Its a long shot that many people will have this issue but hey why not!
If you have one of the uber new AMD FX Processors (e.g. the 6 core 6100BE) and have tried to run a Windows Server 2008 R2 virtual machine on it you may have seen this error message.
An error occurred while attempting to start the selected virtual machine(s).
‘<VM name>’ could not initialize.
The virtual machine could not be started because the hypervisor is not running.
As such you can sort this issue out by running the command bcdedit /set xsavedisable 1 at a elevated command prompt.
Just make sure you restart your PC after and boom you will be able to run your virtual machines again!
Before I go much further into this article I will say – there is no one answer to how much power does a PC consume. You have to take into consideration the internal components (particularly the CPU and if the PC uses a HDD or SSD), the age of the PC, the efficacy of its PSU and also how far its components are pushed.
The simplest way to determine how much power your PC uses is to buy yourself a relatively cheap power meter like this one on Amazon which I got for a little under £10.
All the same the video below shows a selection of the various types of PCs I have to hand and how much they consume, a further write up is over the page.
Buying powerful PCs pre built is all so well and good but the fun comes in when you build them yourself!
That’s just what we have done at work with some media suite PCs which use 6 core processors, modular PSUs and all other kinds of fun things – full specs and photos to come after the video.
For the past few months we’ve had a donated storage server sitting in our storage room, with 8x1TB HDDs it was the perfect chance for us to supplement our daily tape backups with the speed of hard drives and move tape to monthly.
The only issue was that the server came with a rather pants Intel Core2Duo processor that didn’t even support 64bit! As such we couldn’t load our OS and Backup Software of choice (Server 2008 R2 and System Centre DPM 2012).
After a few months of waiting for budgets now we have been able to spend the £280 that it took to get some proper components into this server and the photos of it are below, full spec list is on the next page.
A press release today from AMD (AMD Launches New Platform for Dedicated Web Hosting Providers) seems all too convenient after AMDs recent purchase of SeaMicro.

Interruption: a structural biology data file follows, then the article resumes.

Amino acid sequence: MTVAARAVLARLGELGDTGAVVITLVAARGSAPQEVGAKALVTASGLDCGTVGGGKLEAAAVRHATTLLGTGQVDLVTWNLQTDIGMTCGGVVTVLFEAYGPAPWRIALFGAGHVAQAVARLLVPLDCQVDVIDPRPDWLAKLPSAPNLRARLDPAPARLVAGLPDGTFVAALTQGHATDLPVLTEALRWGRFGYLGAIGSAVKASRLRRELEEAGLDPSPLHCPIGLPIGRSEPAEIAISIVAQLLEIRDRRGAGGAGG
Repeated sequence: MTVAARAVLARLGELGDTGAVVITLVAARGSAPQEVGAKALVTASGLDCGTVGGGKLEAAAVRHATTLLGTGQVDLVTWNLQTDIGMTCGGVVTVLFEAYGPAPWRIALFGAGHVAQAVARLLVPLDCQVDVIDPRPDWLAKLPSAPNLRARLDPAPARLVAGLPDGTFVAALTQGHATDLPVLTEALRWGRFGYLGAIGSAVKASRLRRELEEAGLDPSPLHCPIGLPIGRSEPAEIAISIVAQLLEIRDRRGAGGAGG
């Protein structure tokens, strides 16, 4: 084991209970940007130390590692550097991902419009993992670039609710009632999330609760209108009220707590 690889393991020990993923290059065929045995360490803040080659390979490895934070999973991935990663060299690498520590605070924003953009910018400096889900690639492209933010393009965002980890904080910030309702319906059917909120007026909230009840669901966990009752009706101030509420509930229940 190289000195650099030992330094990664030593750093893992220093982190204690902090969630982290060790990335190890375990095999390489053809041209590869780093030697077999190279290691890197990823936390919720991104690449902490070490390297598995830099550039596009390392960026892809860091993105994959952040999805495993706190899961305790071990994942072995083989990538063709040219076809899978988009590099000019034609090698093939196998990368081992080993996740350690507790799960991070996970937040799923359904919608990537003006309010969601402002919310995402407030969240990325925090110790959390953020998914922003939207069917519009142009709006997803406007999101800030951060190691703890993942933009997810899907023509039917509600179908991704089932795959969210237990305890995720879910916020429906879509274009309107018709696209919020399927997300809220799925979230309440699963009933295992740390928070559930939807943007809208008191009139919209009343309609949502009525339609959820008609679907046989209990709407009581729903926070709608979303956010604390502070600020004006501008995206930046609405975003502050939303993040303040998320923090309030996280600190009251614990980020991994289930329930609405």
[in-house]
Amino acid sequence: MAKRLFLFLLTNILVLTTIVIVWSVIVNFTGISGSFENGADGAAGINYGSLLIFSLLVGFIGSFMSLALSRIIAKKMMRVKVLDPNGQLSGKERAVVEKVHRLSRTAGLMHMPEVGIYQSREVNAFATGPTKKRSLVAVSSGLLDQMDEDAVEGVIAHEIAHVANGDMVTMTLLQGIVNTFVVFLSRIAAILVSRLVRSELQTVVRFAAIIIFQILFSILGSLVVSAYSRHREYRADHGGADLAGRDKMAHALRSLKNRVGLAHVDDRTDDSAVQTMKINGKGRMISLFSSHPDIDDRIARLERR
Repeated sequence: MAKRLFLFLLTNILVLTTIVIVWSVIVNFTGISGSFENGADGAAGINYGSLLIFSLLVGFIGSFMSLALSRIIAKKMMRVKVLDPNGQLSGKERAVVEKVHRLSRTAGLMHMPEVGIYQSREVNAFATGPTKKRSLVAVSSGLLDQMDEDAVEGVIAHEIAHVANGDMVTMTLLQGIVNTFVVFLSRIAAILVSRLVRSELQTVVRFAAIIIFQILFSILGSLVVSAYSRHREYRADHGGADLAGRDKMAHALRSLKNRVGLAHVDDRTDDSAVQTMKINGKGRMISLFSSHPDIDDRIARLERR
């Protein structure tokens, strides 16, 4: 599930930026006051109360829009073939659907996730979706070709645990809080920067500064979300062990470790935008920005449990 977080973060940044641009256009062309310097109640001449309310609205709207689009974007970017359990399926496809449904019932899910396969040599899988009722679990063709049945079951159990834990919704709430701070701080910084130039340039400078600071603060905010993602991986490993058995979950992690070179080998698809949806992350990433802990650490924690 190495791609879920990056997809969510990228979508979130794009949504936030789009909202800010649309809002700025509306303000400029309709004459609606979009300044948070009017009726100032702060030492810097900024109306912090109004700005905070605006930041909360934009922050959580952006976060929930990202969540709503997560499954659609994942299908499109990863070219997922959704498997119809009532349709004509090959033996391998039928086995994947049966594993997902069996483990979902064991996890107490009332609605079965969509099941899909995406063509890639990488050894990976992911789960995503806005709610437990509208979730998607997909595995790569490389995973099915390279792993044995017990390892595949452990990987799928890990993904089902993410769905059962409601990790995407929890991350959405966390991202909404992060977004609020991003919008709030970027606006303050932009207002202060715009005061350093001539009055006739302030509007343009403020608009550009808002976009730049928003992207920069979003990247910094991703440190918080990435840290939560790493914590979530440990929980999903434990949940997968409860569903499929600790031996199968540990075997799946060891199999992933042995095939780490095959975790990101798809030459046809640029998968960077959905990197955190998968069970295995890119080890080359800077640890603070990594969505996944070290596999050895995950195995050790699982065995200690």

The basics of it all goes that AMD now has a server class processor with a low power consumption, high core count that fits in a desktop class motherboard all of which is perfect for so called ‘cloud’ computing – specifically in the area of web hosting which requires ultra high density processing (fitting as many processors in a small amount of space).
For a little while now one of the key players in this arena has been SeaMicro with its Intel Atom powered (yes the same kind of processor that you might find it a netbook).
Of course now that SeaMicro is part of AMD it wouldn’t be seemly for them to continue to use Intel processors (AMDs rival) – thus AMD steps in with the 3200 series.
Its all just a little observation but I wouldn’t mind betting AMD has pushed this processor through the RnD guys fast to get it on the shelves and used in their new SeaMicro servers.
From a different perspective with its desktop style AM3+ socket I could certainly see this CPU coming in use with projects such as my recent storage server construction where a high volume of storage (and not processing power) is required but not that it wouldn’t be nice to have a decent low power server class CPU ticking the whole thing over.
I am a self admitted strong fan of HP server hardware and in this video I’ll give you a tour around one of our servers at work.
There is one little error in the video about ‘common slot power supplies’ – although the DL165 G7 is a great bit of kit the power supply isn’t of the new HP common design and so can’t be changed with ones from more advanced servers (e.g. the DL385 g7).
This is old news really but either way HP have updated a number of server models to include the new AMD Opteron 62xx processor series.
The beefiest of all being the Opteron 6282SE which comes with 16 cores each packing 2.6ghz of clock speed. Naturally this kind of speed comes at a high TDP (in this case 140W) especially when compared to the highly conservative Opteron 6128HE (8 core 2.0ghz) which chews through a TDP of just 85W. Continue reading